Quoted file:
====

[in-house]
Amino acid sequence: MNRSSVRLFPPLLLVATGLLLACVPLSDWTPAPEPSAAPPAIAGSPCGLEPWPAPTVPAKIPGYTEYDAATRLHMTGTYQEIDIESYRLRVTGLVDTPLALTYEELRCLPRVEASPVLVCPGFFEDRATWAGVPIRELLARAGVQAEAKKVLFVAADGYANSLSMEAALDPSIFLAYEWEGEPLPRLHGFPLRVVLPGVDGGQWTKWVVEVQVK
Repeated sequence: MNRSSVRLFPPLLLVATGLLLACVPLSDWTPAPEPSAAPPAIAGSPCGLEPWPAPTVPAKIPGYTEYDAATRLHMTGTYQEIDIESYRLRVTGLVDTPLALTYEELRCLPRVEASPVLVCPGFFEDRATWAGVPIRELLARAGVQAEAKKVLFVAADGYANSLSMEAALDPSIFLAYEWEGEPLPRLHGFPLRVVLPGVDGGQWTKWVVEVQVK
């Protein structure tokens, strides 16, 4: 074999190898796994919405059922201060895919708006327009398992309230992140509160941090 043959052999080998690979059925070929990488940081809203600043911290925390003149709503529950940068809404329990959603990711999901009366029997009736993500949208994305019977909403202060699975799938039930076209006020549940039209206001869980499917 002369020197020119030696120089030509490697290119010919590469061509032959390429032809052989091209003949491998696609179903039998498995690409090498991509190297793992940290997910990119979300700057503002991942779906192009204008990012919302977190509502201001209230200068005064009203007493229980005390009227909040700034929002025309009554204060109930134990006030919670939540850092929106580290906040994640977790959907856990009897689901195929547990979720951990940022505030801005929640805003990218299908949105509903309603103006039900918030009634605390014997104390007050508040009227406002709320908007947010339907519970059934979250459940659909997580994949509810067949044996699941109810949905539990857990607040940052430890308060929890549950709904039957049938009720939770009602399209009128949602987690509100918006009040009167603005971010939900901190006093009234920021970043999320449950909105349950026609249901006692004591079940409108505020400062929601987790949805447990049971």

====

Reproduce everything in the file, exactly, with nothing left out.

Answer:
[in-house]
Amino acid sequence: MNRSSVRLFPPLLLVATGLLLACVPLSDWTPAPEPSAAPPAIAGSPCGLEPWPAPTVPAKIPGYTEYDAATRLHMTGTYQEIDIESYRLRVTGLVDTPLALTYEELRCLPRVEASPVLVCPGFFEDRATWAGVPIRELLARAGVQAEAKKVLFVAADGYANSLSMEAALDPSIFLAYEWEGEPLPRLHGFPLRVVLPGVDGGQWTKWVVEVQVK
Repeated sequence: MNRSSVRLFPPLLLVATGLLLACVPLSDWTPAPEPSAAPPAIAGSPCGLEPWPAPTVPAKIPGYTEYDAATRLHMTGTYQEIDIESYRLRVTGLVDTPLALTYEELRCLPRVEASPVLVCPGFFEDRATWAGVPIRELLARAGVQAEAKKVLFVAADGYANSLSMEAALDPSIFLAYEWEGEPLPRLHGFPLRVVLPGVDGGQWTKWVVEVQVK
């Protein structure tokens, strides 16, 4: 074999190898796994919405059922201060895919708006327009398992309230992140509160941090 043959052999080998690979059925070929990488940081809203600043911290925390003149709503529950940068809404329990959603990711999901009366029997009736993500949208994305019977909403202060699975799938039930076209006020549940039209206001869980499917 002369020197020119030696120089030509490697290119010919590469061509032959390429032809052989091209003949491998696609179903039998498995690409090498991509190297793992940290997910990119979300700057503002991942779906192009204008990012919302977190509502201001209230200068005064009203007493229980005390009227909040700034929002025309009554204060109930134990006030919670939540850092929106580290906040994640977790959907856990009897689901195929547990979720951990940022505030801005929640805003990218299908949105509903309603103006039900918030009634605390014997104390007050508040009227406002709320908007947010339907519970059934979250459940659909997580994949509810067949044996699941109810949905539990857990607040940052430890308060929890549950709904039957049938009720939770009602399209009128949602987690509100918006009040009167603005971010939900901190006093009234920021970043999320449950909105349950026609249901006692004591079940409108505020400062929601987790949805447990049971």